Validity of arbitral awards – country reports
The IBA regularly conducts practical studies intended to provide assistance to users of international arbitration. This country-by-country study is no exception. It is intended to be a valuable tool for assisting arbitral tribunals to draft a valid and enforceable award under the New York Convention, based on the local requirements of the lex arbitri.
The observation that gave rise to this study is that it is common practice for practitioners to sit as arbitrators in countries they are not qualified in and render decisions based on lex arbitri and/or substantive laws they may be not familiar with.
While for the substantive part of the decision under most regimes the responsibility lies on the parties who bear the burden of proof (even though there are countries where the principle iura novit curia can overcome the agreement of the parties), for the procedural part it is on the Arbitral Tribunal to make sure that they are rendering a valid and enforceable award based on the lex arbitri.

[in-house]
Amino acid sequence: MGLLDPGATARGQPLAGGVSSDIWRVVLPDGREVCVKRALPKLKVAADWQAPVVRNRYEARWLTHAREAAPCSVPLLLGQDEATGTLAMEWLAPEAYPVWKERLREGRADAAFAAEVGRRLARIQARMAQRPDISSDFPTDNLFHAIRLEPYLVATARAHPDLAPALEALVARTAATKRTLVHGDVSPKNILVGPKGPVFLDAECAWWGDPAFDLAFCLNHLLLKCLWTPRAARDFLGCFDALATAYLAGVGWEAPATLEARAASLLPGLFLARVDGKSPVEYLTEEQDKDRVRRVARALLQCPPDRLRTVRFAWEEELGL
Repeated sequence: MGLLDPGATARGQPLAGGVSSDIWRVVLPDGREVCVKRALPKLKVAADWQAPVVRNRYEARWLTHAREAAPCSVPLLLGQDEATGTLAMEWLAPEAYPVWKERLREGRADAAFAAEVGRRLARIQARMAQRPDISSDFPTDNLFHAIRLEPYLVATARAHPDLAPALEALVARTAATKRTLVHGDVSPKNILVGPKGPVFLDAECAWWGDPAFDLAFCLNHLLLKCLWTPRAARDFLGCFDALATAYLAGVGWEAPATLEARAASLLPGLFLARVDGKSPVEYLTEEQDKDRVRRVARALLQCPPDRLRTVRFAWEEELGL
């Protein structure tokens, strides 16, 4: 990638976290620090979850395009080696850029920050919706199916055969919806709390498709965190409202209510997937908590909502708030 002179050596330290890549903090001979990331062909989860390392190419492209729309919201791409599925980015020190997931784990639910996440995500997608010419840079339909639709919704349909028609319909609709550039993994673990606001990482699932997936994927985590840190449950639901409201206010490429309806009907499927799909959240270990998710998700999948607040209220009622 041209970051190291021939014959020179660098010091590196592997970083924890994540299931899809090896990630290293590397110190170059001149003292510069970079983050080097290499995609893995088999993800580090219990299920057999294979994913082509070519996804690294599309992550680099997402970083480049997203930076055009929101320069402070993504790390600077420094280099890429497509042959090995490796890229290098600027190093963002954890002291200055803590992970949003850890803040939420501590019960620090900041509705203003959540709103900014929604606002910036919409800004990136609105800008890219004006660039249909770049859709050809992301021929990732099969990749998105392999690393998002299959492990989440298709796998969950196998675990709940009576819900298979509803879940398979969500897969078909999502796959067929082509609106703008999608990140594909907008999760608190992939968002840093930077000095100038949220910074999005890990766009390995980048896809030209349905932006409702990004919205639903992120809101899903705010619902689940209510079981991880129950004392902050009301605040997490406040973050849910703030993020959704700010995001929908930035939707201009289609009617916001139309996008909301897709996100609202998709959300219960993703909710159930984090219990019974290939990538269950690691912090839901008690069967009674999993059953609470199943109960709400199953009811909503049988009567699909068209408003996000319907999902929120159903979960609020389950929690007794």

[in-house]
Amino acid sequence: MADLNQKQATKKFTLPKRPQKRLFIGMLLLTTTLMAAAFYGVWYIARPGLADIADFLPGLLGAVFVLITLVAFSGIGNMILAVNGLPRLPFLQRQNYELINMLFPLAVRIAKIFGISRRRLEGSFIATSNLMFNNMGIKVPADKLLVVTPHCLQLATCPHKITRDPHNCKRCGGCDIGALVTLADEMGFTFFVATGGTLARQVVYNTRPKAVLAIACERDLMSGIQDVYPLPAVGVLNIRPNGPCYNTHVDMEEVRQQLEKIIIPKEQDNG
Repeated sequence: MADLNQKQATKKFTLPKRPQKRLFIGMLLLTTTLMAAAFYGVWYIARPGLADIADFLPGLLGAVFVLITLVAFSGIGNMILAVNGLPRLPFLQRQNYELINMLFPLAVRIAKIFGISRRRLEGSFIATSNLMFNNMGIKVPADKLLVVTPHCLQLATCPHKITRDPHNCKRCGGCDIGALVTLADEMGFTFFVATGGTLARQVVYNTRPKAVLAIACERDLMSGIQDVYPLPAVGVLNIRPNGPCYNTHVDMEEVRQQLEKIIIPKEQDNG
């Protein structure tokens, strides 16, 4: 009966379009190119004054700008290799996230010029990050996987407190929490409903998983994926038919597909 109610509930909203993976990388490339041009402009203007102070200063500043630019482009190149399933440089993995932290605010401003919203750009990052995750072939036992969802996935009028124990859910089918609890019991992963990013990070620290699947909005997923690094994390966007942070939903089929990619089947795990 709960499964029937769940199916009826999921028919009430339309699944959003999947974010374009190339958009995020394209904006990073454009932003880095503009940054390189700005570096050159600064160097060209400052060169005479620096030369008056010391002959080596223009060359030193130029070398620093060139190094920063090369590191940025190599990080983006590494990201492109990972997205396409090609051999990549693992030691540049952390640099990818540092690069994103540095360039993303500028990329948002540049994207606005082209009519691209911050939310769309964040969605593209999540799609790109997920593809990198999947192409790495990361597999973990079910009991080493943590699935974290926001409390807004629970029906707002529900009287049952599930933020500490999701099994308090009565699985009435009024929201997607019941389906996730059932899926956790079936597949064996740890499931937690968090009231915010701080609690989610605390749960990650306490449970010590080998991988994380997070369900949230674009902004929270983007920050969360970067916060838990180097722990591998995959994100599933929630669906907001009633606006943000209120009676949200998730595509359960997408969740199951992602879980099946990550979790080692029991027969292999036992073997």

A number of general toolkits have been created over the past few years aimed at assisting practitioners in drafting valid arbitral awards (among the most hepful, a special mention is due to the Toolkit for Award Writing by the IBA Arb40 Subcommittee). They give valid assistance to practitioners but, having a universal approach, they inevitably have to use formulas such as 'National arbitration legislation at the seat of the arbitration and the place of enforcement (if known) might also impose form requirements that need to be followed by the arbitral tribunal and should be checked carefully' which ultimately leave again the issue on the Arbitral Tribunal’s shoulders.
The idea of this guide is to run the last mile and to identify, through country-by-country questionnaires, the requirements of national laws which, if not carefully considered, may put the arbitral award in danger of either setting aside or non-enforcement under the New York Convention.
Those requirements go from the very title of the award, to notification issues, tax issues and to content aspects. The number of local peculiarities can be significant.
The idea is to create a very practical instrument with simple and easy to follow indications of the basic elements needed to render the award. Of course, the guide prepared by qualified local practitioners does not substitute legal advice, but certainly provides good initial guidance and could represent an invaluable tool for any arbitration practitioner conducting a case in any of these jurisdictions.
Tyler B Robinson
Co-Chair of the Subcommittee on Recognition and Enforcement of Arbitral Awards